Contrasting the influence of overstory tree species identity on microclimate, fuels, and tree regeneration in a longleaf pine forest
Type of DegreeMaster's Thesis
Forestry and Wildlife Science
MetadataShow full item record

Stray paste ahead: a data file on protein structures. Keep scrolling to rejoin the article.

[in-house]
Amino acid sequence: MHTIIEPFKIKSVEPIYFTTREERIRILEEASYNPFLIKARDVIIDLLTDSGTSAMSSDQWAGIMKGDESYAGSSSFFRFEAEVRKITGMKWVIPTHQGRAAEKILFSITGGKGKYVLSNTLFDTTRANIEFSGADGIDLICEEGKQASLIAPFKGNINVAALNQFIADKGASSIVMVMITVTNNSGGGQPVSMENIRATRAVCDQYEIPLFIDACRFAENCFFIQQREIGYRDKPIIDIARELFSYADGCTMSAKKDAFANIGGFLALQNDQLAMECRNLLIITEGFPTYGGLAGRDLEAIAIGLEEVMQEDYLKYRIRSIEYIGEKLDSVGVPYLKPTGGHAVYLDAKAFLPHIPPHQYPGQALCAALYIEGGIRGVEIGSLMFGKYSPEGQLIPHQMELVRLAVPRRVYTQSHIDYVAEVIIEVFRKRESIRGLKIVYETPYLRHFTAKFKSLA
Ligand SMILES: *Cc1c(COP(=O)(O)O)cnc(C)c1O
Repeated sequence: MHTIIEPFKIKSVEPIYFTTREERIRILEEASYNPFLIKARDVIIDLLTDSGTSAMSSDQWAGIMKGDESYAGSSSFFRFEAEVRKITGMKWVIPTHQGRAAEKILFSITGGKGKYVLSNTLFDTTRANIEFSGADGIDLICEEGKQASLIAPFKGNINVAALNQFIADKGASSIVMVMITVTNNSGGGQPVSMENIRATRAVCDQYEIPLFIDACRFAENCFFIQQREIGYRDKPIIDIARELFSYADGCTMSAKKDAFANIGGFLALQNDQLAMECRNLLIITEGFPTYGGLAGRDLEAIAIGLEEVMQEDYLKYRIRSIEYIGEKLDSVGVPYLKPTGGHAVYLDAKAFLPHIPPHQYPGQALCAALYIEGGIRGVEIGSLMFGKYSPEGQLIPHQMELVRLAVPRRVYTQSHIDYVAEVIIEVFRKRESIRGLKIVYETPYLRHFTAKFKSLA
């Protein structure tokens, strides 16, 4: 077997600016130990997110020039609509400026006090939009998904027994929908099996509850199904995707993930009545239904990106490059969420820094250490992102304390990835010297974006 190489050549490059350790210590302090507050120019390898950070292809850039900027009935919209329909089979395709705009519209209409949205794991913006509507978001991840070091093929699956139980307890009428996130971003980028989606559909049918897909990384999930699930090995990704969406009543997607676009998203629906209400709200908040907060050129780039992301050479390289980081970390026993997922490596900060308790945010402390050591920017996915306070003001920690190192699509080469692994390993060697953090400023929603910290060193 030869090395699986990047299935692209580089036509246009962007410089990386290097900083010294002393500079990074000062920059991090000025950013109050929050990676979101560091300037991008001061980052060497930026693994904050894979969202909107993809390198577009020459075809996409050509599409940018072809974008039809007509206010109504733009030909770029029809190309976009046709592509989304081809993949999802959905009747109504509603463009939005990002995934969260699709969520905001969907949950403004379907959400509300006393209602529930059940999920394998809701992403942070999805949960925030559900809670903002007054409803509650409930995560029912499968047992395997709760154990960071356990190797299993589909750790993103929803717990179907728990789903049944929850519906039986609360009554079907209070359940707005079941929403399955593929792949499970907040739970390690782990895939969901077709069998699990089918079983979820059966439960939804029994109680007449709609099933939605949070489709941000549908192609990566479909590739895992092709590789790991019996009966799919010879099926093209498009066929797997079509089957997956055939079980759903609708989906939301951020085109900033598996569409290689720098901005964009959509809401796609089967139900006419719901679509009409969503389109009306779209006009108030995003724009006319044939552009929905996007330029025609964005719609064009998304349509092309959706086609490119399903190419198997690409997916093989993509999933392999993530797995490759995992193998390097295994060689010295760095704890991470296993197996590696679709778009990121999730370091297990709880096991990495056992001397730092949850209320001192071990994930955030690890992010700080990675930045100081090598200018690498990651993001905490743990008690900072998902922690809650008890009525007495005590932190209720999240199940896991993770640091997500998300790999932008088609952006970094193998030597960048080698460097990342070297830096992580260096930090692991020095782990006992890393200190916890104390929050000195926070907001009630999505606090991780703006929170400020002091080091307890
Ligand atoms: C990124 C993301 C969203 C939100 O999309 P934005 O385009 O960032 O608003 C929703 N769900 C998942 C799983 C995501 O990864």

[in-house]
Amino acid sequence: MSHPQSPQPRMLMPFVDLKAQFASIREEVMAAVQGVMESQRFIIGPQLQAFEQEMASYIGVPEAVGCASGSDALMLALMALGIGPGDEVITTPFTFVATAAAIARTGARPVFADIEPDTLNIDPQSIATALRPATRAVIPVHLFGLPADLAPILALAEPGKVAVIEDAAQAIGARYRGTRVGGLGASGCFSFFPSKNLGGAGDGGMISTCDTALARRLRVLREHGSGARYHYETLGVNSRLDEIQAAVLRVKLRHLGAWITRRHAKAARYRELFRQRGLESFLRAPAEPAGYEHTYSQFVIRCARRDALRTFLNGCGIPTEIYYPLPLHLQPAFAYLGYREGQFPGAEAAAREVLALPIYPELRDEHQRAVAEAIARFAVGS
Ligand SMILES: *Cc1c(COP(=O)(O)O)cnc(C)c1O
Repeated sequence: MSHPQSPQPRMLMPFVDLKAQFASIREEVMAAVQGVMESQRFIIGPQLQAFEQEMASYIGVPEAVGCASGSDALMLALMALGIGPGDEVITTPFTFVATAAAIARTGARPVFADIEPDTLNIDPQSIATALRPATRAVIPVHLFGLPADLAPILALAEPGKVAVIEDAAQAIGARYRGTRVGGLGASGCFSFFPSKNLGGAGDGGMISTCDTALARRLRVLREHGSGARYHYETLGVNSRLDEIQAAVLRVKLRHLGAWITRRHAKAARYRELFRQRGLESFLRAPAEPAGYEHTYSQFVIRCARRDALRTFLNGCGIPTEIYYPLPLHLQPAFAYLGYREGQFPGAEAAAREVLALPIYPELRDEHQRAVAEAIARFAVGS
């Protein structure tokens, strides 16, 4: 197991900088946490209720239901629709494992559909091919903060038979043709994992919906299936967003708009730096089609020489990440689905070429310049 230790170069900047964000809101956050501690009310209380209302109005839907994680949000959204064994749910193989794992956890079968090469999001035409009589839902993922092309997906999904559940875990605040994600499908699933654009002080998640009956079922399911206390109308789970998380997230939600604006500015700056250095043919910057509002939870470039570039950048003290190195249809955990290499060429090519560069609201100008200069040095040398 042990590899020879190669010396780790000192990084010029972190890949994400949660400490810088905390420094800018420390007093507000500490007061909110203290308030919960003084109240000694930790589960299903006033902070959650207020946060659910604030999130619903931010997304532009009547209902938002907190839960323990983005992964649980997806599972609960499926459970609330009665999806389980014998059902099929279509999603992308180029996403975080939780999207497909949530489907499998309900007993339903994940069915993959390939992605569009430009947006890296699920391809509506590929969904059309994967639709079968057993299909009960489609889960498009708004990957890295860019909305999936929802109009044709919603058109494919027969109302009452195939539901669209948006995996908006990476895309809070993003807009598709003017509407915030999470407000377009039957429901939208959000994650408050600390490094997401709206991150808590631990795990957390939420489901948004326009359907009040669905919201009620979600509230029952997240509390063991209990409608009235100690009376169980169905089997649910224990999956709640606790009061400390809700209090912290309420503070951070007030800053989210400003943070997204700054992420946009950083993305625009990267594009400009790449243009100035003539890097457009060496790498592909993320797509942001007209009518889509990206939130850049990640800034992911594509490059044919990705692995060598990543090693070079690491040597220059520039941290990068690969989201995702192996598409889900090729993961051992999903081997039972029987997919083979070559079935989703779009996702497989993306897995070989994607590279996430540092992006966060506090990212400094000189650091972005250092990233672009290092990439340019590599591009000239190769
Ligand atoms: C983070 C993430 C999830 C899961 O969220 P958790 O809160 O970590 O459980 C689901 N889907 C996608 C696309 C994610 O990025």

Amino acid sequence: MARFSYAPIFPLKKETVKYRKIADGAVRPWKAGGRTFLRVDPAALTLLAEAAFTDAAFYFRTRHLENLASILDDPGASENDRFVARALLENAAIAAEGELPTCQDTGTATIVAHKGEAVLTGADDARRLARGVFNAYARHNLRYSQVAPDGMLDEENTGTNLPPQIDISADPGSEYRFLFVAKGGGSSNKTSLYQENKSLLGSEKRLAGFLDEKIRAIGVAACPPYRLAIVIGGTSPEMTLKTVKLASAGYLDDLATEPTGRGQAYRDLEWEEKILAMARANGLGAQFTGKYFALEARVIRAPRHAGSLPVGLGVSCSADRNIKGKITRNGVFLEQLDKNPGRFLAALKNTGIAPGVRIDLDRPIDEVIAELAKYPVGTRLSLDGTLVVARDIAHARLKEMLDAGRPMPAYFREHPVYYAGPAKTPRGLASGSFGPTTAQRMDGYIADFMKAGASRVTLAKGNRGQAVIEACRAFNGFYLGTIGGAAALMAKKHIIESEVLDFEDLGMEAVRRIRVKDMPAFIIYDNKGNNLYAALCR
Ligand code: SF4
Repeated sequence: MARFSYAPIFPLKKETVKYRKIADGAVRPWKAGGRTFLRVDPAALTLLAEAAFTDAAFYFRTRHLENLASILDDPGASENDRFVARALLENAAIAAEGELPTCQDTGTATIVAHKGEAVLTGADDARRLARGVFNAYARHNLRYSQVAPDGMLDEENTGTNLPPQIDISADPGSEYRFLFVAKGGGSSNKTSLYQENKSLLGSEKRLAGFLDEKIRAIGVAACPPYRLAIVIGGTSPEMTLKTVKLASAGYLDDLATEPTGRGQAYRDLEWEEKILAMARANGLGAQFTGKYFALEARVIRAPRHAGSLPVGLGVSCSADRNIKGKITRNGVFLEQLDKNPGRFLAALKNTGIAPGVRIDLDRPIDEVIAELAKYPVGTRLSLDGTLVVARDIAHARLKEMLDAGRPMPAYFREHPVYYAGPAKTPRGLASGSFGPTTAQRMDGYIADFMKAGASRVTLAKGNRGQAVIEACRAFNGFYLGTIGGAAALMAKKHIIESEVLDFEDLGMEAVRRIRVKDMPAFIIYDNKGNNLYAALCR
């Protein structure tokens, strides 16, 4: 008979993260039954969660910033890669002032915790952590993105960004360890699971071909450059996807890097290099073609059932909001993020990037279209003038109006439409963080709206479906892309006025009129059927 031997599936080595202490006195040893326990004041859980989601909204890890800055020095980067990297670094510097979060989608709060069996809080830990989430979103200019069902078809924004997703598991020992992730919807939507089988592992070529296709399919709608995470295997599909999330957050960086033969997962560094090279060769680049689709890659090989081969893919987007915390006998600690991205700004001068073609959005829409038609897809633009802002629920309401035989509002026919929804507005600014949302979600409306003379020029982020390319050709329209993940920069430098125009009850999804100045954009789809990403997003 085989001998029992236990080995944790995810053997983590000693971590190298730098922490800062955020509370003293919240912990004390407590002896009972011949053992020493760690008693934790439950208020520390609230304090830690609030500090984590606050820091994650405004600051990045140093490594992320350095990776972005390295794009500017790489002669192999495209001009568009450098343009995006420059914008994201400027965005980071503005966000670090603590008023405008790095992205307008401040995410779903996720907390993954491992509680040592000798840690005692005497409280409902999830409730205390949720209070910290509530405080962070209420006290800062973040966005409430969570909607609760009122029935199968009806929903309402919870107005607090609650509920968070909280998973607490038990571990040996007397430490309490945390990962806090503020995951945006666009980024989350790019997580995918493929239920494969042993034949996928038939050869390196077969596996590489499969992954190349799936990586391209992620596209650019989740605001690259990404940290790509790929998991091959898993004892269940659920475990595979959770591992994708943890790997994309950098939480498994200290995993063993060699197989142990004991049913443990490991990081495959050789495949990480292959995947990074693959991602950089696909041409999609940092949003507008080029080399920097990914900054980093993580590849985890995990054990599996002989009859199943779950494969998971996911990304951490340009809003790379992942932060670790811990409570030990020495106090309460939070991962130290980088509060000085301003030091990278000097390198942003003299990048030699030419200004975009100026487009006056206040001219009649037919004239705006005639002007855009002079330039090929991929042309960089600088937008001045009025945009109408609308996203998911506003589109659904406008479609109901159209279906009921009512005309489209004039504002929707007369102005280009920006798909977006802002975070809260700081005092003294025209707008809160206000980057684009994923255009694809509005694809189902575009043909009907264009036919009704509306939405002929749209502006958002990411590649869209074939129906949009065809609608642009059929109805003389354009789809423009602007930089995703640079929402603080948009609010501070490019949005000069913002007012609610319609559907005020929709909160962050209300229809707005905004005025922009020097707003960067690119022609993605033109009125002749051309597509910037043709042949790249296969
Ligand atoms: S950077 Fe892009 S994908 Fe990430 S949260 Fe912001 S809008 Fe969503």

Fire-dependent ecosystems worldwide are facing a significant threat from anthropogenic activities, particularly land use changes and decades of fire exclusion. These alterations have led to a transformation in once open canopy landscapes, to closed canopies with mid-story dominated by shade-tolerant trees and leaf litter fuels. Consequently, the understory becomes wetter and cooler, with a higher accumulation of leaf litter on the fuel bed due to the encroachment of shade-tolerant and fire-sensitive species. To understand the impact of these species on the understory, we conducted a study and experiment focusing on tree microclimate, fuel loads, and tree regeneration in a longleaf pine forest located at the Jones Center at Ichauway in Georgia, USA. Our study revealed that encroaching species have distinct influences on microclimate, fuel loads, and moisture retention, which could affect flammability. By understanding these effects, we can better comprehend the dynamics of the understory and its potential for flammability.